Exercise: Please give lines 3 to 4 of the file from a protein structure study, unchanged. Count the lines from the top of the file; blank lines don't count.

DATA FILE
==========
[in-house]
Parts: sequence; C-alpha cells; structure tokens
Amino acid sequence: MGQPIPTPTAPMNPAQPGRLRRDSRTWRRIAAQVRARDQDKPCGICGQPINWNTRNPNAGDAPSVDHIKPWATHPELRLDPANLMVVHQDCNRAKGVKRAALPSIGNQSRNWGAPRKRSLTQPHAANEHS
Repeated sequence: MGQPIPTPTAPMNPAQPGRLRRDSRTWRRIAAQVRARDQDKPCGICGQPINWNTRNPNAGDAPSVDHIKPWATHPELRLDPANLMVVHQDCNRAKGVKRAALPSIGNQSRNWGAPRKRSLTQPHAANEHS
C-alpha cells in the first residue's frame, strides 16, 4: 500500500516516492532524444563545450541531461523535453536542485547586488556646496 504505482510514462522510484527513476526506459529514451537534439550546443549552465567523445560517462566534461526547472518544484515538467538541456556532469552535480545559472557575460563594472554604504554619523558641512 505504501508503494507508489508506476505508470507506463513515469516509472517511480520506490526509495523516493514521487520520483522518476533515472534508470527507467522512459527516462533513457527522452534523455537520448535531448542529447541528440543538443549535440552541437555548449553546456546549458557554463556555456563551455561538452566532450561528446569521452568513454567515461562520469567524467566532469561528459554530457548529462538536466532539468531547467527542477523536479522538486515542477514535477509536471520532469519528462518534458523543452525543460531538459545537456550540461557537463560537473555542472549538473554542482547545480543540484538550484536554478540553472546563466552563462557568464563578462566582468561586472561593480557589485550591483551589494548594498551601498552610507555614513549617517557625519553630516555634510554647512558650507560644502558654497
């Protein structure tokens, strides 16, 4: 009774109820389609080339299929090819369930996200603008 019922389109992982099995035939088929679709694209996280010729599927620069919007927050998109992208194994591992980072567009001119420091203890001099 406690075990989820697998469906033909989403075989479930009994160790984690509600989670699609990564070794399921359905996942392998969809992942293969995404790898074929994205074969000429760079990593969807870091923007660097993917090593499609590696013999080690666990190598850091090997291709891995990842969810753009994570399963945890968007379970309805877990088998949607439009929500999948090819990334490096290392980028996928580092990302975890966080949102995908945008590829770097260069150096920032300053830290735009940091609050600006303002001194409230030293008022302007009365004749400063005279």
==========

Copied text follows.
Amino acid sequence: MGQPIPTPTAPMNPAQPGRLRRDSRTWRRIAAQVRARDQDKPCGICGQPINWNTRNPNAGDAPSVDHIKPWATHPELRLDPANLMVVHQDCNRAKGVKRAALPSIGNQSRNWGAPRKRSLTQPHAANEHS
Repeated sequence: MGQPIPTPTAPMNPAQPGRLRRDSRTWRRIAAQVRARDQDKPCGICGQPINWNTRNPNAGDAPSVDHIKPWATHPELRLDPANLMVVHQDCNRAKGVKRAALPSIGNQSRNWGAPRKRSLTQPHAANEHS